The Comal County district judge who said his faith led him to intervene in jury deliberations during a felony trial earlier this year said he so far has had no reprimands or admonitions from a state commission that monitors judicial conduct.
Judge Jack Robison of the 207th state district said he self-reported his conduct to the Texas Commission on Judicial Conduct shortly after the Jan. 12 conclusion of the trial.
He has received no discipline from the commission, Robison said.
“The judicial conduct folks are pretty busy,” he said, before admitting his wrongdoing. “I shouldn’t have talked to the jury.”
Back in January, Robison presided over a trial against Gloria Elizabeth Romero Perez, who was on trial for continuous traffic of a person and sale or purchase of a child. After both sides rested and closed, jurors deliberated.
At the end of their deliberations, they sent out a note telling the court that they had come to a decision.
Robison then went into the jury room and admonished the panel on what he thought would be an unjust guilty verdict.
Jurors later delivered their split decision, finding Romero Perez guilty of continuously trafficking the girl and not guilty on the other charge.
After hearing the verdict, Robison recused himself from the case, saying his faith led him to do the things he did.
“Thank you for your understanding,” Robison told the jury Jan. 12 as he left the bench. “I apologize to you folks, but when God tells me I gotta do something, I gotta do it.”
District Judge Gary Steel replaced Robison for the punishment phase of the trial. Jurors sentenced Romero Perez to 25 years in prison.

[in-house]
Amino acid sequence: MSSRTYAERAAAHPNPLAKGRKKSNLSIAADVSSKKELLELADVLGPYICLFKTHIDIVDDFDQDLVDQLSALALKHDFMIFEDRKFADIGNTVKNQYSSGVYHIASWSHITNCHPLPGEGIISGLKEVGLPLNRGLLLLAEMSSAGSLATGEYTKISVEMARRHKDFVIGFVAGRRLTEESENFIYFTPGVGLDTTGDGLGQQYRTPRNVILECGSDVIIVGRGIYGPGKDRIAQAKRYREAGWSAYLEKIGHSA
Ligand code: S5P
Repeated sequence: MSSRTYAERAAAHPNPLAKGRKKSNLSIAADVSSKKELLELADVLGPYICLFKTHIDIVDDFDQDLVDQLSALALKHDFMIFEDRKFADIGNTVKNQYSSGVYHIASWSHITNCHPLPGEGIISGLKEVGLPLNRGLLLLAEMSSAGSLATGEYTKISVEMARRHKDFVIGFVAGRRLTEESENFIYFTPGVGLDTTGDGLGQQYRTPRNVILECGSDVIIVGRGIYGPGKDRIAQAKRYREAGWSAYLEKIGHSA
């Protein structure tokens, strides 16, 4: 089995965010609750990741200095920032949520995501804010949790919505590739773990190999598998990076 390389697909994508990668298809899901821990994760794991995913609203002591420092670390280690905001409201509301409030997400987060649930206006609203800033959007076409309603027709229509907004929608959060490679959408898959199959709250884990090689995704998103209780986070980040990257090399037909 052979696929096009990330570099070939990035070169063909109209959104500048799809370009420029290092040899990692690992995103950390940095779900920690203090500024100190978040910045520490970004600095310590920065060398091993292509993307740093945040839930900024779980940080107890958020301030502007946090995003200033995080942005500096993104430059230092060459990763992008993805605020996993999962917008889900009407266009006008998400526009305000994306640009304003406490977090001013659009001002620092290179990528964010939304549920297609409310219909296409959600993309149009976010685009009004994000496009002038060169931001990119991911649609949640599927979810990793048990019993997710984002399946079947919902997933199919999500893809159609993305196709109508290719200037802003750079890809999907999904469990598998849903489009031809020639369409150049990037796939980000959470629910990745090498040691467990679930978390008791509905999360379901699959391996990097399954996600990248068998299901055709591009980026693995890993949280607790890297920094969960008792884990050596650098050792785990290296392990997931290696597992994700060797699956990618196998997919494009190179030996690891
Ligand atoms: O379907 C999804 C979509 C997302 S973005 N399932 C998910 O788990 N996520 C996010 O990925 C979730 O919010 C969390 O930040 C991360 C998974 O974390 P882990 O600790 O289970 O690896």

Days later, Daniel Palmitier, a Comal County assistant district attorney, said he filed a complaint against Robison with the Commission on Judicial Conduct. Palmitier said reporting Robison was his ethical responsibility.
On Friday, Robison said he told attorneys in the case that he would alert the commission, and did so quickly after the trial ended.
“I did report it myself,” he said. “I told them that day I was going to report it. I did something wrong. I shouldn’t have done it.”
Also following the trial, Executive Director Eric Vinson of the Texas Commission on Judicial Conduct said complaints filed with the commission are kept confidential. He said that if misconduct is discovered, the commission disciplines judges, and most instances of discipline are kept private, as well.
A judge, however, could face public admonition, public warning or public reprimand, as well as removal from the bench, which is very rare, Vinson said in January.
He could not be reached Friday for comment.
Robison received a private reprimand in 2011 following his jailing of a man who called him a fool in 2009 in a public restroom.